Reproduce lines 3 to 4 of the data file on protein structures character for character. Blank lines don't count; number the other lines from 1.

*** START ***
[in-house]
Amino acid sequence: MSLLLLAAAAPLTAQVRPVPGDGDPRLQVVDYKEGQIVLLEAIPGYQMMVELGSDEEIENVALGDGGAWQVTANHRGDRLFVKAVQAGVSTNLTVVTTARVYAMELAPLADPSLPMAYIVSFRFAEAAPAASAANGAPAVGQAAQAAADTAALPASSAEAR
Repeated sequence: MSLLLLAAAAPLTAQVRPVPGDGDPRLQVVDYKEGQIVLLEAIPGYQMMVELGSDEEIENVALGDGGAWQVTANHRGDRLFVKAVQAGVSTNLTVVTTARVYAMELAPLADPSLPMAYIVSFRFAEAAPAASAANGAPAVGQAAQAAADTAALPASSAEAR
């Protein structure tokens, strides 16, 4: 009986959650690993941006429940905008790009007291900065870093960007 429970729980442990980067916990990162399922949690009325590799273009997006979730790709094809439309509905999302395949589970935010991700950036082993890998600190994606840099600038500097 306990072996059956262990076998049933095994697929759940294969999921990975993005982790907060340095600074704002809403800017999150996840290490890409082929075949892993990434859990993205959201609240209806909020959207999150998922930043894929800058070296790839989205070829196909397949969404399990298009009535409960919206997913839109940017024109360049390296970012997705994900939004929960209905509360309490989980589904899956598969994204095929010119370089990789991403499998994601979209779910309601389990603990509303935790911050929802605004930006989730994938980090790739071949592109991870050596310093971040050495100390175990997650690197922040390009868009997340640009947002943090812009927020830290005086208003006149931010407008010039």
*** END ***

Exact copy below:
Repeated sequence: MSLLLLAAAAPLTAQVRPVPGDGDPRLQVVDYKEGQIVLLEAIPGYQMMVELGSDEEIENVALGDGGAWQVTANHRGDRLFVKAVQAGVSTNLTVVTTARVYAMELAPLADPSLPMAYIVSFRFAEAAPAASAANGAPAVGQAAQAAADTAALPASSAEAR
């Protein structure tokens, strides 16, 4: 009986959650690993941006429940905008790009007291900065870093960007 429970729980442990980067916990990162399922949690009325590799273009997006979730790709094809439309509905999302395949589970935010991700950036082993890998600190994606840099600038500097 306990072996059956262990076998049933095994697929759940294969999921990975993005982790907060340095600074704002809403800017999150996840290490890409082929075949892993990434859990993205959201609240209806909020959207999150998922930043894929800058070296790839989205070829196909397949969404399990298009009535409960919206997913839109940017024109360049390296970012997705994900939004929960209905509360309490989980589904899956598969994204095929010119370089990789991403499998994601979209779910309601389990603990509303935790911050929802605004930006989730994938980090790739071949592109991870050596310093971040050495100390175990997650690197922040390009868009997340640009947002943090812009927020830290005086208003006149931010407008010039």